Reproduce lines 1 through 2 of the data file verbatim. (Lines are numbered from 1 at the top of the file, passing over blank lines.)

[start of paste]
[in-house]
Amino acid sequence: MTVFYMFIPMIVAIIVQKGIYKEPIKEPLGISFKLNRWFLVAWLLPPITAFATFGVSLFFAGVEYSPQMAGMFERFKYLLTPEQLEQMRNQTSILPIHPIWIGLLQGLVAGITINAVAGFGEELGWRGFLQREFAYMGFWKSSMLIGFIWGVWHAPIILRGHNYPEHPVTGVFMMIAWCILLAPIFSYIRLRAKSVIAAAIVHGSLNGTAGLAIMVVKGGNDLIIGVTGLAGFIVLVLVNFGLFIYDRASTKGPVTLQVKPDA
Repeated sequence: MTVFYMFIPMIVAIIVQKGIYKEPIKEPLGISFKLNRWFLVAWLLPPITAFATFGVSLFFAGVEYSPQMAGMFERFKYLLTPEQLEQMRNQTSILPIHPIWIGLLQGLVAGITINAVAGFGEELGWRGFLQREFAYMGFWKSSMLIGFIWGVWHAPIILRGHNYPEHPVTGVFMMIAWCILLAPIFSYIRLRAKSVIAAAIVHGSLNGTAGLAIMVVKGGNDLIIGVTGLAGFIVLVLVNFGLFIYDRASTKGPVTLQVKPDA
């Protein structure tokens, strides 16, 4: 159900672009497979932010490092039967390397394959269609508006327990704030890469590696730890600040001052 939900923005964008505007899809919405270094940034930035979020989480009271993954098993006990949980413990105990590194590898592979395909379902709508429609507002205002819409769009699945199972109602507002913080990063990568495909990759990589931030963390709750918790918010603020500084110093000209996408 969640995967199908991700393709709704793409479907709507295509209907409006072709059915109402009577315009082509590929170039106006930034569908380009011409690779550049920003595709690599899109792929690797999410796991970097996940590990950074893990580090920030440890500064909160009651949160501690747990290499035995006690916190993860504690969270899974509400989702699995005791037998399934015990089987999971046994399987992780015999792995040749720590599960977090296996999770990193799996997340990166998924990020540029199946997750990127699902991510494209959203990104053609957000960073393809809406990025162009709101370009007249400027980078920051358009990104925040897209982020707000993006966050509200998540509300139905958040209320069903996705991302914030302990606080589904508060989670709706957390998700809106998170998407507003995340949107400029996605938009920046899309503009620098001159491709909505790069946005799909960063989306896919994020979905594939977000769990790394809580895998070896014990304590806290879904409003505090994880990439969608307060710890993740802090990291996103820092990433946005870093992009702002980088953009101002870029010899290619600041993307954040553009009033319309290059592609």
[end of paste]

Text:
[in-house]
Amino acid sequence: MTVFYMFIPMIVAIIVQKGIYKEPIKEPLGISFKLNRWFLVAWLLPPITAFATFGVSLFFAGVEYSPQMAGMFERFKYLLTPEQLEQMRNQTSILPIHPIWIGLLQGLVAGITINAVAGFGEELGWRGFLQREFAYMGFWKSSMLIGFIWGVWHAPIILRGHNYPEHPVTGVFMMIAWCILLAPIFSYIRLRAKSVIAAAIVHGSLNGTAGLAIMVVKGGNDLIIGVTGLAGFIVLVLVNFGLFIYDRASTKGPVTLQVKPDA